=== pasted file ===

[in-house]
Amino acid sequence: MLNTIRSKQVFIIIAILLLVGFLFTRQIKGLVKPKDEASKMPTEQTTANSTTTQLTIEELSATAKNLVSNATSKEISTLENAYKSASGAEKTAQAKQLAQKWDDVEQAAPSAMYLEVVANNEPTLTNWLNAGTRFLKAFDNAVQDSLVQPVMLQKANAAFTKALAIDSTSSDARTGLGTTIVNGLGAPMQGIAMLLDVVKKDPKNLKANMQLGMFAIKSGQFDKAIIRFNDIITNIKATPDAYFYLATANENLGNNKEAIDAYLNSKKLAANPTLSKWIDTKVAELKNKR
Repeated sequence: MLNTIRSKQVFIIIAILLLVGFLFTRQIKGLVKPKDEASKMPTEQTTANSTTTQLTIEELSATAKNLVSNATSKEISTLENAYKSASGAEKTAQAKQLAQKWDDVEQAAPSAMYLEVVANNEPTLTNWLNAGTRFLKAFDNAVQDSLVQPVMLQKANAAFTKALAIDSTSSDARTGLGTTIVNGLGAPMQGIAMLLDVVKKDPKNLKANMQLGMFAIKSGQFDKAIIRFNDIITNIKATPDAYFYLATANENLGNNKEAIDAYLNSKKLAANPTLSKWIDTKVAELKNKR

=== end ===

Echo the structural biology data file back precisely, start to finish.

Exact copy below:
[in-house]
Amino acid sequence: MLNTIRSKQVFIIIAILLLVGFLFTRQIKGLVKPKDEASKMPTEQTTANSTTTQLTIEELSATAKNLVSNATSKEISTLENAYKSASGAEKTAQAKQLAQKWDDVEQAAPSAMYLEVVANNEPTLTNWLNAGTRFLKAFDNAVQDSLVQPVMLQKANAAFTKALAIDSTSSDARTGLGTTIVNGLGAPMQGIAMLLDVVKKDPKNLKANMQLGMFAIKSGQFDKAIIRFNDIITNIKATPDAYFYLATANENLGNNKEAIDAYLNSKKLAANPTLSKWIDTKVAELKNKR
Repeated sequence: MLNTIRSKQVFIIIAILLLVGFLFTRQIKGLVKPKDEASKMPTEQTTANSTTTQLTIEELSATAKNLVSNATSKEISTLENAYKSASGAEKTAQAKQLAQKWDDVEQAAPSAMYLEVVANNEPTLTNWLNAGTRFLKAFDNAVQDSLVQPVMLQKANAAFTKALAIDSTSSDARTGLGTTIVNGLGAPMQGIAMLLDVVKKDPKNLKANMQLGMFAIKSGQFDKAIIRFNDIITNIKATPDAYFYLATANENLGNNKEAIDAYLNSKKLAANPTLSKWIDTKVAELKNKR